Sierra Leone: Since the outbreak of COVID, the World Bank Group (WPG) has been the largest provider of net transfers to International Development Association (IDA) and least-developed countries.
David Malpass, WBG President said from April to December 2020, their net transfers to these countries alone were close to $17 billion, of which $5.8 billion were on grant terms, and new commitments were almost $30 billion. “But much more is needed.”
According to WBG, IDA aims to reduce poverty by providing grants and very long-term, zero-rate or near-zero-rate loans. In the fiscal year ending June 30, 2020, IDA made commitments for 305 projects totalling $30 billion, of which 26% was provided on grant terms. Since its inception, IDA has provided about $450 billion for investments in 114 countries.
The G20 Debt Service Suspension Initiative (DSSI) which Malpass and IMF Managing Director Kristalina Georgieva called for almost exactly one year ago he said has helped. “It has enabled 43 countries to postpone around $5.7 billion in debt-service payments between May and December of last year, with further savings of up to $7.3 billion expected between
then and its current end-date of June” said Malpass who was speaking at the London School of Economics, last week.
Yet so far, the relief has been less than anticipated because not all creditors participated. Large non-Paris Club bilateral creditors have only partially participated in the DSSI and, most troubling of all, bondholders and other private creditors have continued to collect full repayments throughout the crisis.
Malpass said that he believes the DSSI should be extended one more time by six months, through the end of 2021 as many countries are still battling COVID and facing a liquidity squeeze. He however cautioned that it’s also time to encourage overindebted countries to adopt a debt strategy that allows them to achieve a moderate debt position.
“Debt sustainability needs to achieve more than just short-term solvency—the ability to not default, while providing only minimal social and economic priorities. History tells us that countries with no way out of overhanging burdens of debt don’t grow and don’t achieve lasting reductions in poverty. The G20 Common Framework for Debt Treatments—which goes beyond the DSSI—can make an important difference here” he added.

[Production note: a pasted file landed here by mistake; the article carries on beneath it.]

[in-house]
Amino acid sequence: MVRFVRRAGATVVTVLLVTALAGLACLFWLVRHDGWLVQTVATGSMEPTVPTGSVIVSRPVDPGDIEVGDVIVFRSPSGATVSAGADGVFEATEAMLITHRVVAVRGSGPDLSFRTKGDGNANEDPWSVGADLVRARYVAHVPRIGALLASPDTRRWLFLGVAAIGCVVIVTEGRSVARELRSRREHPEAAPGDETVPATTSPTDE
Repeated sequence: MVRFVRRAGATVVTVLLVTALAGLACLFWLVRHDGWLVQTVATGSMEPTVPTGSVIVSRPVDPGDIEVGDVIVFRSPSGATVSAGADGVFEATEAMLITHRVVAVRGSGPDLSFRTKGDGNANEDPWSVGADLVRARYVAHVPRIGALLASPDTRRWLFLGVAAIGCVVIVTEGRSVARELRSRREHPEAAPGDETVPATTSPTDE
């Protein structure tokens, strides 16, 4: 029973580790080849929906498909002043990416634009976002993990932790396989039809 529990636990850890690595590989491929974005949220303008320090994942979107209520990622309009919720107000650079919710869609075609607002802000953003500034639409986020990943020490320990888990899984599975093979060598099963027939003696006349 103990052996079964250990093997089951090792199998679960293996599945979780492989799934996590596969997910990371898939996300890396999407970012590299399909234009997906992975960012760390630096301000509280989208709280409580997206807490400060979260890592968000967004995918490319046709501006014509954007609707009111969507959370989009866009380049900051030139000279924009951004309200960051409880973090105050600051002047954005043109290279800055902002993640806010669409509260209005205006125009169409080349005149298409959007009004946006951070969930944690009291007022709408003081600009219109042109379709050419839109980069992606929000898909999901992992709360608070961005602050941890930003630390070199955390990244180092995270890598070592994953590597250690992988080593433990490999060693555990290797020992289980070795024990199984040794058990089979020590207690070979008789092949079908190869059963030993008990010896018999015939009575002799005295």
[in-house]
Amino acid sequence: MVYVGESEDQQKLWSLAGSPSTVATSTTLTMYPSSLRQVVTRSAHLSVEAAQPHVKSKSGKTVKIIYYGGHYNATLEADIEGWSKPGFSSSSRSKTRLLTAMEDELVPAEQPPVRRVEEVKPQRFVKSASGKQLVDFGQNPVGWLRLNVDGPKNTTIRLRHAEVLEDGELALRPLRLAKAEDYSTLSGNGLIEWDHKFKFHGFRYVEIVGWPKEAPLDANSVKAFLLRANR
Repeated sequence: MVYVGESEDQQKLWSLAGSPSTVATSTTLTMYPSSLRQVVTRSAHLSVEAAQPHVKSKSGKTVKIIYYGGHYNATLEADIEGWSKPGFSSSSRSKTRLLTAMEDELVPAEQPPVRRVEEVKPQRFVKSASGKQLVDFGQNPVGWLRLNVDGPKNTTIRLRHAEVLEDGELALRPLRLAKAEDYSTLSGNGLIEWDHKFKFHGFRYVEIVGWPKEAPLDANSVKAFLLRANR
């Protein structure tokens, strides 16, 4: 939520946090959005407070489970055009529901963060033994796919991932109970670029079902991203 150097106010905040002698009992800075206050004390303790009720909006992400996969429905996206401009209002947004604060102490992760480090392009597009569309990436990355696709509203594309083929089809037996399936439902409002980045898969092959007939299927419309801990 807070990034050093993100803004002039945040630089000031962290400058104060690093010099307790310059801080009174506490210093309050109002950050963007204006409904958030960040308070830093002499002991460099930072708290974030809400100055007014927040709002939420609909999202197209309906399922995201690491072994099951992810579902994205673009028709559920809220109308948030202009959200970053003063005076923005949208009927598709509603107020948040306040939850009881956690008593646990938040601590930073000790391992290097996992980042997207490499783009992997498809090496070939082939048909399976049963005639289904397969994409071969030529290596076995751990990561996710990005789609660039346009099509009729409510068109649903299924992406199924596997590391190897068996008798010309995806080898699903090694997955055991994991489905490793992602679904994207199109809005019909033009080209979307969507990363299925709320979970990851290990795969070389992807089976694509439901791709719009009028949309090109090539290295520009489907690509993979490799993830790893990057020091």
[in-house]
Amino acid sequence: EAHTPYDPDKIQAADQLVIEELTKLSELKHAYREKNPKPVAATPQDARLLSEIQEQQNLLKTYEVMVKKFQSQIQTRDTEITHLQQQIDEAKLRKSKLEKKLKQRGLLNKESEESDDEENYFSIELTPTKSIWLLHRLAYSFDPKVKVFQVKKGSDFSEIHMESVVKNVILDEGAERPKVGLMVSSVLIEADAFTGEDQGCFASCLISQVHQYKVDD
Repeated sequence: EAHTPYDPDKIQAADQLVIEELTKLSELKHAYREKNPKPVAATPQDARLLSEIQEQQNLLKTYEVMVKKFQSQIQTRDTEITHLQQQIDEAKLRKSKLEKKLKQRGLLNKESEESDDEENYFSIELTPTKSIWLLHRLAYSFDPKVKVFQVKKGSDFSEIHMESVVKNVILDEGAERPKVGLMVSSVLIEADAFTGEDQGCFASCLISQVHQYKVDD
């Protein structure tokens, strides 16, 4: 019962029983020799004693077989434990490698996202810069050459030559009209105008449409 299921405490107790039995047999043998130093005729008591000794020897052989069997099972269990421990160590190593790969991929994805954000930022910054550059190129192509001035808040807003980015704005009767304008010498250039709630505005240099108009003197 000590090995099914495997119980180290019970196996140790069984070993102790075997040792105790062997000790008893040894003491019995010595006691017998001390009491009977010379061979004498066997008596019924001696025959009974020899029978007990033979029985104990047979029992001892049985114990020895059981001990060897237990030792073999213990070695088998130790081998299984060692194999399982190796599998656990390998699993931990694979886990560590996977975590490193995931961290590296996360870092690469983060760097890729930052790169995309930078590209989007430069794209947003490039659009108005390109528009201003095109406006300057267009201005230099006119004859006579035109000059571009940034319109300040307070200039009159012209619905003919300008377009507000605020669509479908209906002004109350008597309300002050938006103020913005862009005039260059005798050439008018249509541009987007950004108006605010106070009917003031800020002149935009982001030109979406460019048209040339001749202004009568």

The recent DSSI experience shows that commercial creditors won’t comply with calls for “voluntary participation” in debt relief initiatives. As the implementation of the Common Framework commences, G20 countries need to instruct and create incentives for all their public bilateral creditors to participate in debt relief efforts, including national policy banks. They also need to forcefully encourage the private creditors under their jurisdiction to participate fully in sovereign debt relief efforts for low-income countries.
He went on to note that, there are specific measures that should be considered by G7 countries to encourage more participation. To give just one example, sovereign immunity laws might be amended to include immunity from attachment by commercial creditors who refuse to participate in a Common Framework treatment in which their Government is participating.
While some progress on debt is underway, many of the poorer countries are coping with record debt burdens. Even before the pandemic, the World Bank report on Global Waves of Debt—which studied the causes and consequences of the four waves of debt accumulation that the global economy has experienced over the past fifty years—found that half of all low-income countries were already in debt distress or at a high risk of it.
Malpass said that the pandemic has only exacerbated the debt burden on people, many of whom would be poor even without having to pay the interest and principle on their governments’ debt. Every day, high debt-service payments are diverting scarce resources that could be used for urgent needs: for health, education, nutrition – and also climate action.
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